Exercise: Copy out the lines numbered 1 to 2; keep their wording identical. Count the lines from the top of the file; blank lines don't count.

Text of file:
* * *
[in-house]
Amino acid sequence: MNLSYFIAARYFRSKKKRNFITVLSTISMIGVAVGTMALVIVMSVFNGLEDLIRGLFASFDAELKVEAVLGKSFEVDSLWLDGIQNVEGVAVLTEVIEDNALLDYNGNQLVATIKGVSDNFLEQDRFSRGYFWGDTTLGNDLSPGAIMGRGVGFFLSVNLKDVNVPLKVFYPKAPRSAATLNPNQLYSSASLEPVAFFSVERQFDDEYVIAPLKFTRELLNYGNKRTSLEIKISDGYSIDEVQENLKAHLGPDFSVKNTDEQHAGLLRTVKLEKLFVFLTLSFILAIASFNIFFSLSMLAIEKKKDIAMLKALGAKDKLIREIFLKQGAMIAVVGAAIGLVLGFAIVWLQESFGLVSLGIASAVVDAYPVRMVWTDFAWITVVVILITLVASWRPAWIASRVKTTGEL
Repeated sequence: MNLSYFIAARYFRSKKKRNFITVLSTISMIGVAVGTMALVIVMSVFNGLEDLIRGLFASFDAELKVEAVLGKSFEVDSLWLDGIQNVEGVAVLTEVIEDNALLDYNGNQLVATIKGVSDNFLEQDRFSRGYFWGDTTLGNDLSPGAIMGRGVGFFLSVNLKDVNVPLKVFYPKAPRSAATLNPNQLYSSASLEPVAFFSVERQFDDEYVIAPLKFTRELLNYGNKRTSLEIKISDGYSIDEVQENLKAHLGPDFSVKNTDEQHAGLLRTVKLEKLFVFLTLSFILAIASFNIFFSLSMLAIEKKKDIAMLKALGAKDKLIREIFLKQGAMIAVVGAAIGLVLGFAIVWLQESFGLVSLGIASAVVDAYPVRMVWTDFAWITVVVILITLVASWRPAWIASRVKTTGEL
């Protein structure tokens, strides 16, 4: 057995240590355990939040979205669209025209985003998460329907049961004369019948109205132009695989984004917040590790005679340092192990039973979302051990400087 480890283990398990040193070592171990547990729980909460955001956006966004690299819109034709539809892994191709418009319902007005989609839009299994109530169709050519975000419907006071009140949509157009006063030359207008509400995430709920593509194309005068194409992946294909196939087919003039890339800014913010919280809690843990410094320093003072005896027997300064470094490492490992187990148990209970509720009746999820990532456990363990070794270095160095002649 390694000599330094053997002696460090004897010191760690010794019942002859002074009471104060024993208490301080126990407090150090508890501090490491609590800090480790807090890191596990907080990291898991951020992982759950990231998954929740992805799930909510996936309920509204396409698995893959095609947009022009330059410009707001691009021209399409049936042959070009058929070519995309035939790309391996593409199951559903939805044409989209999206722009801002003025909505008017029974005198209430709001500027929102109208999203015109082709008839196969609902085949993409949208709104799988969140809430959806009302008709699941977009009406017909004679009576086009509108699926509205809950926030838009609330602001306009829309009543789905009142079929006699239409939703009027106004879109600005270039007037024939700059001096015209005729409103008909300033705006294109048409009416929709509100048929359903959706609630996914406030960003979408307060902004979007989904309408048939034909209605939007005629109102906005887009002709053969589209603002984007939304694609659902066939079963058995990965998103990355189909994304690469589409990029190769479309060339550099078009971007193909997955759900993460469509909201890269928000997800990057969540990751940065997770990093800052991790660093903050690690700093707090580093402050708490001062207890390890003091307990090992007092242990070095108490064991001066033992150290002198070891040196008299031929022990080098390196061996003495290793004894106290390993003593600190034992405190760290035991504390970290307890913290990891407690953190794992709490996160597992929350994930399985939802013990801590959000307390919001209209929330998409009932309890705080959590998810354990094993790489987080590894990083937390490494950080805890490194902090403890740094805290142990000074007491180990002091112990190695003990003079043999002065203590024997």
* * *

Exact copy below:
[in-house]
Amino acid sequence: MNLSYFIAARYFRSKKKRNFITVLSTISMIGVAVGTMALVIVMSVFNGLEDLIRGLFASFDAELKVEAVLGKSFEVDSLWLDGIQNVEGVAVLTEVIEDNALLDYNGNQLVATIKGVSDNFLEQDRFSRGYFWGDTTLGNDLSPGAIMGRGVGFFLSVNLKDVNVPLKVFYPKAPRSAATLNPNQLYSSASLEPVAFFSVERQFDDEYVIAPLKFTRELLNYGNKRTSLEIKISDGYSIDEVQENLKAHLGPDFSVKNTDEQHAGLLRTVKLEKLFVFLTLSFILAIASFNIFFSLSMLAIEKKKDIAMLKALGAKDKLIREIFLKQGAMIAVVGAAIGLVLGFAIVWLQESFGLVSLGIASAVVDAYPVRMVWTDFAWITVVVILITLVASWRPAWIASRVKTTGEL